High-Yield Bonds, After Rally, Keep Appeal

NEW YORK ( TheStreet) -- After suffering crushing losses in 2008, high-yield mutual funds have rebounded sharply.

Last year, the funds returned 47%, and this year they have tacked on another 5.5%, according to Morningstar. After the record rally, are high-yield bonds still appealing? Yes, says Joe Balestrino, manager of Federated Strategic Income ( STIAX). "The fundamentals for the high-yield market are sound, and the valuations are still fairly cheap," he says.

High-yield bonds are rated below-investment grade. Because of their extra risk, the bonds yield more than investment-grade securities. When the markets froze in 2008, high-yield bonds yielded 20 percentage points more than Treasuries as panicked investors demanded steep yields to compensate for what seemed to be enormous risks of defaults. Since then, markets have calmed. Now the bonds yield about 7 percentage points more than Treasuries. That is well above the historic average spread of 5 percentage points.

The spread is still high because investors are nervous and fear the default rate will spike above the historic average annual rate of 4%. But the current default rate is only about 2%. If conditions persist, investors will collect double-digit yields on their bond portfolios and suffer only minor losses from defaults.

Balestrino of Federated argues that default rates will remain muted for some time. He says shaky companies already defaulted during the recession and those that survived the downturn are in sound shape. With the economy growing slowly, most high-yield companies should have enough cash to maintain their interest payments. "The marketplace cleansed itself during the recession," Balestrino says.

Federated Strategic Income holds a mix of securities that includes foreign bonds, government isssues and high-yield bonds. During the past five years, the fund has returned 6.9% annually, outdoing 86% of its peers in the multisector bond category, according to Morningstar.

When Balestrino is in his neutral position, he has 40% of assets in high yield. Because he is bullish these days, the fund has 48% of assets in high yield.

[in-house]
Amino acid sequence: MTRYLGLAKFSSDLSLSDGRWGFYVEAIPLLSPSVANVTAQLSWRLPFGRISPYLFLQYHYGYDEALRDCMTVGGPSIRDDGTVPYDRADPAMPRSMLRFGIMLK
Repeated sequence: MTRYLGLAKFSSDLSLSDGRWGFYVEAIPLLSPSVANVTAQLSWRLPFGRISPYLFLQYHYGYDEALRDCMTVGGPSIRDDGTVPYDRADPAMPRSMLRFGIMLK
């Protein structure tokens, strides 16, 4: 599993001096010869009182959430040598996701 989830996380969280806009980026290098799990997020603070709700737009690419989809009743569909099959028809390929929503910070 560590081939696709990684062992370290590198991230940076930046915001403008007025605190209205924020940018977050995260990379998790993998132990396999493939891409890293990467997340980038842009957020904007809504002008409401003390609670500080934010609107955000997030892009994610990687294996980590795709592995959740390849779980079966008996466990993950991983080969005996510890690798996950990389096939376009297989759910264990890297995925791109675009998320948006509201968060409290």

For a tame way to own high-yield bonds, consider Intrepid Capital ( ICMBX), a balanced fund that keeps about 20% of assets in high-yield bonds and the rest in cash and small-cap stocks. During the past five years, the fund returned 6.4% annually, outdoing 99% of its peers in the moderate allocation category, according to Morningstar.

To hold down risk, manager Mark Travis focuses on bonds that have maturities of three years or less. Such short bonds have relatively low default rates. When interest rates rise, prices of long bonds can decline sharply, but short bonds are resilient.

Travis says a portfolio of high-yield bonds can produce double-digit returns over the long term. The rich yield helps to cushion the fund during downturns when stocks may plummet. "With high-yield bonds you can get equitylike returns without taking as much risk as equities," he says.

For security, he favors issuers that have enough cash flow to cover their interest expenses five times over. Holdings in the portfolio include bonds from Brinker International ( EAT), operator of the Chili's restaurant chain, and Phillips-Van Heusen ( PVH), which markets apparel under such well-known brand names as Calvin Klein and Izod.

Another cautious way to own high-yield bonds is FPA Crescent ( FPACX). Besides high-yield securities, manager Steven Romick owns a wide mix of stocks, bonds and convertibles. When he is wary, Romick holds big stakes of cash. Most often, his moves have been on target. During the past five years, the fund has returned 5.2% annually, beating 98% of its moderate allocation peers.

As markets crashed in 2008, Romick shopped for bargains, putting 30% of his assets in high-yield bonds. He bought many bonds at a 30% discount to their par values. Since then, his holdings have rallied, and now many sell at par. With prices back to normal levels, Romick has trimmed his high-yield stake, which now accounts for 19% of the fund's assets. A die-hard value investor, Romick is holding his high-yield bonds because he can't find anything else to buy. Most stocks and bonds are too rich, he says. Many of his high-yield bonds now yield 8%. That's attractive at a time when money markets yield almost nothing.

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Stan Luxenberg is a freelance writer who specializes in mutual funds and investing. He was formerly executive editor of Individual Investor magazine.

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